Proposed changes to ‘Homicide: Murder and Manslaughter’ Guidance
The following changes to the Homicide: Murder and Manslaughter guidance are proposed:
- Delete from the section “Other matters” the sentence “Subject to sufficiency of evidence, a prosecution is almost certainly required, even in cases such as 'mercy killing' of a sick relative.”
- Insert the following section between the sections headed “Other Matters” and “Murder”:
Suicide pact cases and so called ‘mercy killings’
The public interest in prosecuting suicide pact cases and so called ‘mercy killing’ cases is high as the harm caused will inevitably be of the utmost seriousness.
However, it has never been the rule that a prosecution will automatically follow where the evidential stage of the Full Code Test is satisfied. This was recognised by the House of Lords in the Purdy  UKHL45 case where Lord Hope (at paragraph 44) stated that: "It has long been recognised that a prosecution does not follow automatically whenever an offence is believed to have been committed."
Accordingly, where there is sufficient evidence to justify a prosecution in a suicide pact or so called ‘mercy killing’ case, prosecutors must go on to consider whether a prosecution is required in the public interest. Prosecutors must apply the public interest factors set out in the Code for Crown Prosecutors in coming to their decision.
Suicide - Encouraging or Assisting
Assisting or Encouraging Suicide policy guidance is separately available and applies to cases where a person commits an offence under section 2 of the Suicide Act 1961 if he or she does an act capable of encouraging or assisting the suicide or attempted suicide of another person, and that act was intended to encourage or assist suicide or an attempt at suicide.
In cases of encouraging or assisting suicide, prosecutors must apply the public interest factors set out in the Code for Crown Prosecutors and the specific factors set out in the guidance in making their decisions. These cases must be referred to the Special Crime Division.
‘Mercy killings’ and Suicide Pacts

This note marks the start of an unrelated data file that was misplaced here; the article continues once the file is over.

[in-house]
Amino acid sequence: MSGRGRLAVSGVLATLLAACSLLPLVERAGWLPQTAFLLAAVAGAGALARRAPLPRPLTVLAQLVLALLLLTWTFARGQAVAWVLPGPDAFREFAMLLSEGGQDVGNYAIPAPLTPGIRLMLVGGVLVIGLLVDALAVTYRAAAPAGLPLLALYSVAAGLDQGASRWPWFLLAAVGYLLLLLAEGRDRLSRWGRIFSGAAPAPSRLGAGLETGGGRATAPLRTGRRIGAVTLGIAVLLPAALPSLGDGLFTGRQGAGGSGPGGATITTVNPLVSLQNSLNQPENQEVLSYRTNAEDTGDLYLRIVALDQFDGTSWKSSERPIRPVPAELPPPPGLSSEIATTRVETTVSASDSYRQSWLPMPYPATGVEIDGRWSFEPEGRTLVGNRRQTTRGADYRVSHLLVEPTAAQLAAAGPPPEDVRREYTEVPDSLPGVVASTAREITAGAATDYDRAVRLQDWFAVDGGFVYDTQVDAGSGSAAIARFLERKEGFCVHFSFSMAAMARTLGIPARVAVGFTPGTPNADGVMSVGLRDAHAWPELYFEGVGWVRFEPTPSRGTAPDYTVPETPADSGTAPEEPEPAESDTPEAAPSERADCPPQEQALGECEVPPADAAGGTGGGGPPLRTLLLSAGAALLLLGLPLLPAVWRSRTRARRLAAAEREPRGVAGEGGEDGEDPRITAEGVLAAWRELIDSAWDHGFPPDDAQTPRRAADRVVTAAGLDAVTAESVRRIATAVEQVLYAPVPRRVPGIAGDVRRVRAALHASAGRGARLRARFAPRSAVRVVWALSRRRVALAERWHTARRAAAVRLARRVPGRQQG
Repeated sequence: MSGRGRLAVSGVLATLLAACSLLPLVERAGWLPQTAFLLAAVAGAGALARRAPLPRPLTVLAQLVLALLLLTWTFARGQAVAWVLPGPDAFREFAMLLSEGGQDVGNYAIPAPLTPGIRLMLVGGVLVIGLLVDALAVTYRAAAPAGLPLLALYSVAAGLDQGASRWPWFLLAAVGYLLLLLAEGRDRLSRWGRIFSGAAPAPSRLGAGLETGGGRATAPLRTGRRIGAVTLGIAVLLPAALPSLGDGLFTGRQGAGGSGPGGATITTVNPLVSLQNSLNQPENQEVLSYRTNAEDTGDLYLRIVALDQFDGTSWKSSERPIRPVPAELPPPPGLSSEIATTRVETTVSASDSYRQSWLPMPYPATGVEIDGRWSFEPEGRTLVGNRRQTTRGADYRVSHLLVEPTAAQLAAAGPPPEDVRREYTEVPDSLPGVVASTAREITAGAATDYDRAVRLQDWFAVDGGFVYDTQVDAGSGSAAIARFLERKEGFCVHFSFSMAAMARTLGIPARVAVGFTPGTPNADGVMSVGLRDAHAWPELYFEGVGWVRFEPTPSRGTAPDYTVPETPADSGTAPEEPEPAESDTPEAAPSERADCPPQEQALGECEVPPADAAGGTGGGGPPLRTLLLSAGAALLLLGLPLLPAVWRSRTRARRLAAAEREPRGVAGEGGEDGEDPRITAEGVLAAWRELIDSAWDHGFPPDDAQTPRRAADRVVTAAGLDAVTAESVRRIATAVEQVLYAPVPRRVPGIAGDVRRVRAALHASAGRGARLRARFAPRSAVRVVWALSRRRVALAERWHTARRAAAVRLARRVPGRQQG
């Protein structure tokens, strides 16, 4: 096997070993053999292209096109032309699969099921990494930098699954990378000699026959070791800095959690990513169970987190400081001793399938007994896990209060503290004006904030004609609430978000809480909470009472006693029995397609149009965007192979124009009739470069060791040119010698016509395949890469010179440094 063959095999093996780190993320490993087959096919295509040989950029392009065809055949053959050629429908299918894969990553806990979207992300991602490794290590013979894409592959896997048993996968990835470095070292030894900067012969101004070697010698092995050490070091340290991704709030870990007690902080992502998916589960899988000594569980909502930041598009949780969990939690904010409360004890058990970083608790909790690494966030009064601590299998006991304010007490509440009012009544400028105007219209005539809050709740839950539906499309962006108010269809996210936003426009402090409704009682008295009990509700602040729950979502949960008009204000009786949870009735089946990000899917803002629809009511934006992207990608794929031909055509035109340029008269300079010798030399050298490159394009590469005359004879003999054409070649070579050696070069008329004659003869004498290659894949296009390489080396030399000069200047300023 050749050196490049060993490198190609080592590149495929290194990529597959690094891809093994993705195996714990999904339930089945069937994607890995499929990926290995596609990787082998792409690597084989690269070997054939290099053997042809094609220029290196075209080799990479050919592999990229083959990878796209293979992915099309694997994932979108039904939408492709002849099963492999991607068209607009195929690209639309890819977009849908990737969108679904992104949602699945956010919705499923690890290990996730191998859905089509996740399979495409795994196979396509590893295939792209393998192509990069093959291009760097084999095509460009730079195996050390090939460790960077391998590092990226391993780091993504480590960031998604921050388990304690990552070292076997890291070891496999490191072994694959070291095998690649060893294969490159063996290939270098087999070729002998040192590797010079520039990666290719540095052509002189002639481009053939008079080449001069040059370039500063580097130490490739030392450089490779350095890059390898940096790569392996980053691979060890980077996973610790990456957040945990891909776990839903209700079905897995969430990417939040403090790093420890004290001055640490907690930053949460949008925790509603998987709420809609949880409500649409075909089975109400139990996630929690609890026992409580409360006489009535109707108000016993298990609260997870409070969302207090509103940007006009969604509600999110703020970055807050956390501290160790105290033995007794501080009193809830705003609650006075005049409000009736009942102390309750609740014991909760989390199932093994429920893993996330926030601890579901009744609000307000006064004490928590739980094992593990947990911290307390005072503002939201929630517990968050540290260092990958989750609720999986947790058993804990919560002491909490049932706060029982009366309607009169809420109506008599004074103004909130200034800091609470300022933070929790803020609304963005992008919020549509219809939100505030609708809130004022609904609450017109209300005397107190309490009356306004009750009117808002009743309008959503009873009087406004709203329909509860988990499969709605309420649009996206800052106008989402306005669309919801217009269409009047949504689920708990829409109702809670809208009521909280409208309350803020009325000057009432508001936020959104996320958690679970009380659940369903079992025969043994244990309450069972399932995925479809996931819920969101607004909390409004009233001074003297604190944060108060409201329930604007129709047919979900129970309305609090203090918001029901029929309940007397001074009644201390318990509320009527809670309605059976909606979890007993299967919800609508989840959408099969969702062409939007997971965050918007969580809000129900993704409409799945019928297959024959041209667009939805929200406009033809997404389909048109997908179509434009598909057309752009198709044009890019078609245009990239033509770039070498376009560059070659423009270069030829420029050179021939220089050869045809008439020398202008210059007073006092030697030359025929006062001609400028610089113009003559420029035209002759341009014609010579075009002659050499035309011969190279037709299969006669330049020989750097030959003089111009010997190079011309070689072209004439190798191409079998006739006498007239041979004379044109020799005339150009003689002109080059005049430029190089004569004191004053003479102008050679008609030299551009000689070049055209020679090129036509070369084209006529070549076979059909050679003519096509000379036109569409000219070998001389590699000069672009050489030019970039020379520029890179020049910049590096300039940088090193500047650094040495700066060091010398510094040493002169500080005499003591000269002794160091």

The act of suicide requires the victim to take his or her own life, and the offence of encouraging or assisting the suicide will only apply where the victim has taken or attempted to take their own life. Therefore, where the course of conduct goes beyond encouraging or assisting suicide, because the suspect takes or attempts to take the life of the victim (i.e. the victim does not take or attempt to take their own life, even though they may desire it or would do so if they were able to), the appropriate charge will be murder, manslaughter or attempted murder.
Where the suspect takes the life of the victim and believes they are acting wholly out of compassion for the deceased or at the request of the deceased, the case may be referred to as a so called “mercy killing”. It is not defined in statute and does not provide a defence to murder or manslaughter.
A person, acting in pursuance of a suicide pact between him and another, who kills the other or is a party to the other being killed by a third person, is guilty of manslaughter and not murder (Section 4 of the Homicide Act 1957).
Application of the Public Interest Stage to suicide pact cases and so called ‘mercy killings’
The public interest factors tending in favour of or against prosecution in cases of so called “mercy killings” and suicide pacts will be similar to those involved in assisted suicide cases, as they often arise out of similar circumstances. However, they will necessarily need to be evaluated differently, in the light of the overall criminal conduct, which is necessarily more serious.
This section sets out the relevant public interest factors that must be considered when reviewing these exceptional cases where there is evidence of a failed suicide pact or so called 'mercy killing'. This does not in any way "decriminalise" the offences of murder, manslaughter or attempted murder. Nothing in this approach can be taken to amount to an assurance that a person will be immune from prosecution if he or she does an act that ends the life of another person.
It is murder or manslaughter for a person to do an act that ends the life of another, even if they do so on the basis that they are simply complying with the wishes of the other person concerned. So, for example, if a victim attempts to commit suicide but succeeds only in making him or herself unconscious, a person commits murder or manslaughter if they then do an act that causes the death of the victim, even if they believe that they are simply carrying out the victim’s express wish.